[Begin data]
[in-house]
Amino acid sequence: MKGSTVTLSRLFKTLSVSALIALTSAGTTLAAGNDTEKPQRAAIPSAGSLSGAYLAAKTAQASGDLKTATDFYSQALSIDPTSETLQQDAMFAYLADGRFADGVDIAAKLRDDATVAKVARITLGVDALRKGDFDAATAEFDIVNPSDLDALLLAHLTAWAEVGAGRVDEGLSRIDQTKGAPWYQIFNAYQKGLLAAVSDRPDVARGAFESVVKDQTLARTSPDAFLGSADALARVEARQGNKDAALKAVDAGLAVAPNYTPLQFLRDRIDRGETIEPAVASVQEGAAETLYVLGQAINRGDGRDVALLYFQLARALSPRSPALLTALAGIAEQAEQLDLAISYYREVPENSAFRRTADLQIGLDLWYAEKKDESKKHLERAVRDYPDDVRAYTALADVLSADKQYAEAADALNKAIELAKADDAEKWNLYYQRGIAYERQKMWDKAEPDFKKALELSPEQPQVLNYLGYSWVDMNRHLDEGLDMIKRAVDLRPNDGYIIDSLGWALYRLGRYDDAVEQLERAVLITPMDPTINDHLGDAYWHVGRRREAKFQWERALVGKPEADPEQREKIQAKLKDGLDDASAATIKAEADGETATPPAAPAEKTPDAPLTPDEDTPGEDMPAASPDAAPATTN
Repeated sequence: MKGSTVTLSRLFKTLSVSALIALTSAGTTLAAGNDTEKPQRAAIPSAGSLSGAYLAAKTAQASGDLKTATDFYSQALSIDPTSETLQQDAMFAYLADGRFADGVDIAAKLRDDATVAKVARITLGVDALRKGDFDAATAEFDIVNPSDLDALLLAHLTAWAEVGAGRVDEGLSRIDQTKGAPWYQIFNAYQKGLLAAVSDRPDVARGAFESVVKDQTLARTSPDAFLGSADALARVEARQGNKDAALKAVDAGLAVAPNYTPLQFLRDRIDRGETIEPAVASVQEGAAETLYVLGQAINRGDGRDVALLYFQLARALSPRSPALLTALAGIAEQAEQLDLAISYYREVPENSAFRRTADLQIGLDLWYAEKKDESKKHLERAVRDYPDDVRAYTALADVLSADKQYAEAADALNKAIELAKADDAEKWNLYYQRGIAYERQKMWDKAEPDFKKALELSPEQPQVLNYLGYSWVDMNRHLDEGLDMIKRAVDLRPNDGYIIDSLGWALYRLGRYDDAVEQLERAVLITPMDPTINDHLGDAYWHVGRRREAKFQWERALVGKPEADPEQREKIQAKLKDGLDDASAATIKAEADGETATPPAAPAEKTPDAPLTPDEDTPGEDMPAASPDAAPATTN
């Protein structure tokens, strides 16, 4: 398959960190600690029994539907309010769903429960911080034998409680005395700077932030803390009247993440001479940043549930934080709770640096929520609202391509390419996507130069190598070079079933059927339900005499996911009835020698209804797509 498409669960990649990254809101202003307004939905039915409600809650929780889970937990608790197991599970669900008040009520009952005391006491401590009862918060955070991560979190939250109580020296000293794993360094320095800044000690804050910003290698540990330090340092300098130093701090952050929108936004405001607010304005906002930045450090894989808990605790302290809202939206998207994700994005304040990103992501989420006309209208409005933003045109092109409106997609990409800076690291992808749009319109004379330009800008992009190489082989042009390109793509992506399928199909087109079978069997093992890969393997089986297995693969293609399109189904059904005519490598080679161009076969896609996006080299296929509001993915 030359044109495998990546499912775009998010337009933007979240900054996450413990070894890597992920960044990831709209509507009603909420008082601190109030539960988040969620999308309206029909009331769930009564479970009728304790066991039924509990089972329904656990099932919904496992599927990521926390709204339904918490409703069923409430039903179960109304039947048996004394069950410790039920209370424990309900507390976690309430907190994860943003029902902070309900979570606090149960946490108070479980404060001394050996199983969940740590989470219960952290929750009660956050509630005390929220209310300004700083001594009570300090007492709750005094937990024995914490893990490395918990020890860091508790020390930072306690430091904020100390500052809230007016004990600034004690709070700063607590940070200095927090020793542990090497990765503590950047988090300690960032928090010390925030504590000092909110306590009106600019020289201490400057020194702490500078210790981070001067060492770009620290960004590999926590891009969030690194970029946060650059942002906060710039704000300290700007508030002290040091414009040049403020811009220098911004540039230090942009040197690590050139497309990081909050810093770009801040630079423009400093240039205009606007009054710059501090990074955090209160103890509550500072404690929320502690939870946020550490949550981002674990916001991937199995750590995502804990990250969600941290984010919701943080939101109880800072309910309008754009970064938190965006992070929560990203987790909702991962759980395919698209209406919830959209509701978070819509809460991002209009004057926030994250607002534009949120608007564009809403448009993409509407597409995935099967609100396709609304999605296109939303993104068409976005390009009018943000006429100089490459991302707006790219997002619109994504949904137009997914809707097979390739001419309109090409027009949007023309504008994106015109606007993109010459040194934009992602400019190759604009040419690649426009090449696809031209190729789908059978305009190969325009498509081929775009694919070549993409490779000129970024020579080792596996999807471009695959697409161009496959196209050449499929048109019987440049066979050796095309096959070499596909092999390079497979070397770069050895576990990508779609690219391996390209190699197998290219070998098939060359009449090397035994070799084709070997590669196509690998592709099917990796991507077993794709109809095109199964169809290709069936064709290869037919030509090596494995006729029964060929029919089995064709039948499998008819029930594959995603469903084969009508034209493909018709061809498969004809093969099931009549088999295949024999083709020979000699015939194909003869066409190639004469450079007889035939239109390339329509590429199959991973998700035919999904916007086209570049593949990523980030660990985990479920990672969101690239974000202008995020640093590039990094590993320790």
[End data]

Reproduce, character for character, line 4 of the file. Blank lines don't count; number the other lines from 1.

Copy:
């Protein structure tokens, strides 16, 4: 398959960190600690029994539907309010769903429960911080034998409680005395700077932030803390009247993440001479940043549930934080709770640096929520609202391509390419996507130069190598070079079933059927339900005499996911009835020698209804797509 498409669960990649990254809101202003307004939905039915409600809650929780889970937990608790197991599970669900008040009520009952005391006491401590009862918060955070991560979190939250109580020296000293794993360094320095800044000690804050910003290698540990330090340092300098130093701090952050929108936004405001607010304005906002930045450090894989808990605790302290809202939206998207994700994005304040990103992501989420006309209208409005933003045109092109409106997609990409800076690291992808749009319109004379330009800008992009190489082989042009390109793509992506399928199909087109079978069997093992890969393997089986297995693969293609399109189904059904005519490598080679161009076969896609996006080299296929509001993915 030359044109495998990546499912775009998010337009933007979240900054996450413990070894890597992920960044990831709209509507009603909420008082601190109030539960988040969620999308309206029909009331769930009564479970009728304790066991039924509990089972329904656990099932919904496992599927990521926390709204339904918490409703069923409430039903179960109304039947048996004394069950410790039920209370424990309900507390976690309430907190994860943003029902902070309900979570606090149960946490108070479980404060001394050996199983969940740590989470219960952290929750009660956050509630005390929220209310300004700083001594009570300090007492709750005094937990024995914490893990490395918990020890860091508790020390930072306690430091904020100390500052809230007016004990600034004690709070700063607590940070200095927090020793542990090497990765503590950047988090300690960032928090010390925030504590000092909110306590009106600019020289201490400057020194702490500078210790981070001067060492770009620290960004590999926590891009969030690194970029946060650059942002906060710039704000300290700007508030002290040091414009040049403020811009220098911004540039230090942009040197690590050139497309990081909050810093770009801040630079423009400093240039205009606007009054710059501090990074955090209160103890509550500072404690929320502690939870946020550490949550981002674990916001991937199995750590995502804990990250969600941290984010919701943080939101109880800072309910309008754009970064938190965006992070929560990203987790909702991962759980395919698209209406919830959209509701978070819509809460991002209009004057926030994250607002534009949120608007564009809403448009993409509407597409995935099967609100396709609304999605296109939303993104068409976005390009009018943000006429100089490459991302707006790219997002619109994504949904137009997914809707097979390739001419309109090409027009949007023309504008994106015109606007993109010459040194934009992602400019190759604009040419690649426009090449696809031209190729789908059978305009190969325009498509081929775009694919070549993409490779000129970024020579080792596996999807471009695959697409161009496959196209050449499929048109019987440049066979050796095309096959070499596909092999390079497979070397770069050895576990990508779609690219391996390209190699197998290219070998098939060359009449090397035994070799084709070997590669196509690998592709099917990796991507077993794709109809095109199964169809290709069936064709290869037919030509090596494995006729029964060929029919089995064709039948499998008819029930594959995603469903084969009508034209493909018709061809498969004809093969099931009549088999295949024999083709020979000699015939194909003869066409190639004469450079007889035939239109390339329509590429199959991973998700035919999904916007086209570049593949990523980030660990985990479920990672969101690239974000202008995020640093590039990094590993320790």